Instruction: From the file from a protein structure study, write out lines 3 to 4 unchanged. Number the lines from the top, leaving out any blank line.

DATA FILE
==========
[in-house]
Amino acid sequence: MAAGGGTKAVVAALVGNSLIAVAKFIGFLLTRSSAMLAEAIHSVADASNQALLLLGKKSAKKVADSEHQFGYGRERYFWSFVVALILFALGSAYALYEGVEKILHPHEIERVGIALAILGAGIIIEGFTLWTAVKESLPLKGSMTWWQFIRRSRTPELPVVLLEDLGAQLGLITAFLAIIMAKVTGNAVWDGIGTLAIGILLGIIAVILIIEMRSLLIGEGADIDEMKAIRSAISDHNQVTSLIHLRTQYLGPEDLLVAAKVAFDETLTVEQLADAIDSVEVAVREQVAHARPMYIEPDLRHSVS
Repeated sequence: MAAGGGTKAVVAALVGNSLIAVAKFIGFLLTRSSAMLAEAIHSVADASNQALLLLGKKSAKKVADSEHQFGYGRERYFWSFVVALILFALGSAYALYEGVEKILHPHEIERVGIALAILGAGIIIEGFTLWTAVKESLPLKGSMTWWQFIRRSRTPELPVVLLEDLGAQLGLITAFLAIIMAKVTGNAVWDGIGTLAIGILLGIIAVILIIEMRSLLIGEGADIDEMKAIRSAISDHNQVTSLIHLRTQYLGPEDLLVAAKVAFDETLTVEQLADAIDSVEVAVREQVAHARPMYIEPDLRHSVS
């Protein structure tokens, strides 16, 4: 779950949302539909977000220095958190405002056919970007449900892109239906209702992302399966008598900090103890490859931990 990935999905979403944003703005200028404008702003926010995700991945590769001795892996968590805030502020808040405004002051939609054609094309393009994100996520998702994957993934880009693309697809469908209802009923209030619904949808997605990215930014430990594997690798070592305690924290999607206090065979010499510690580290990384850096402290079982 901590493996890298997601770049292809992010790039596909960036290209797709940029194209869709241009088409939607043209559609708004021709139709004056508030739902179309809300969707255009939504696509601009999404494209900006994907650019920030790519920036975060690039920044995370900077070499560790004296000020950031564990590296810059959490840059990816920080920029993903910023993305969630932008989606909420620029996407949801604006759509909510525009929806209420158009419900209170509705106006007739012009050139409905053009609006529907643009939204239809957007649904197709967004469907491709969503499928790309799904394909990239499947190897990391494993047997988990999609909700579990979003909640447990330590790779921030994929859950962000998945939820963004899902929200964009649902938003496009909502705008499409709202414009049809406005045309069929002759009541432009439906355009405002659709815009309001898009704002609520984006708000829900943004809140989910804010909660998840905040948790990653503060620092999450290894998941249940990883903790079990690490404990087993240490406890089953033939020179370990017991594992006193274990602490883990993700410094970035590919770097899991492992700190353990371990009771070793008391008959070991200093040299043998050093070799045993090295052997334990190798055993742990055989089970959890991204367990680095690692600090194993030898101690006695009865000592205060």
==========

Repeated sequence: MAAGGGTKAVVAALVGNSLIAVAKFIGFLLTRSSAMLAEAIHSVADASNQALLLLGKKSAKKVADSEHQFGYGRERYFWSFVVALILFALGSAYALYEGVEKILHPHEIERVGIALAILGAGIIIEGFTLWTAVKESLPLKGSMTWWQFIRRSRTPELPVVLLEDLGAQLGLITAFLAIIMAKVTGNAVWDGIGTLAIGILLGIIAVILIIEMRSLLIGEGADIDEMKAIRSAISDHNQVTSLIHLRTQYLGPEDLLVAAKVAFDETLTVEQLADAIDSVEVAVREQVAHARPMYIEPDLRHSVS
């Protein structure tokens, strides 16, 4: 779950949302539909977000220095958190405002056919970007449900892109239906209702992302399966008598900090103890490859931990 990935999905979403944003703005200028404008702003926010995700991945590769001795892996968590805030502020808040405004002051939609054609094309393009994100996520998702994957993934880009693309697809469908209802009923209030619904949808997605990215930014430990594997690798070592305690924290999607206090065979010499510690580290990384850096402290079982 901590493996890298997601770049292809992010790039596909960036290209797709940029194209869709241009088409939607043209559609708004021709139709004056508030739902179309809300969707255009939504696509601009999404494209900006994907650019920030790519920036975060690039920044995370900077070499560790004296000020950031564990590296810059959490840059990816920080920029993903910023993305969630932008989606909420620029996407949801604006759509909510525009929806209420158009419900209170509705106006007739012009050139409905053009609006529907643009939204239809957007649904197709967004469907491709969503499928790309799904394909990239499947190897990391494993047997988990999609909700579990979003909640447990330590790779921030994929859950962000998945939820963004899902929200964009649902938003496009909502705008499409709202414009049809406005045309069929002759009541432009439906355009405002659709815009309001898009704002609520984006708000829900943004809140989910804010909660998840905040948790990653503060620092999450290894998941249940990883903790079990690490404990087993240490406890089953033939020179370990017991594992006193274990602490883990993700410094970035590919770097899991492992700190353990371990009771070793008391008959070991200093040299043998050093070799045993090295052997334990190798055993742990055989089970959890991204367990680095690692600090194993030898101690006695009865000592205060």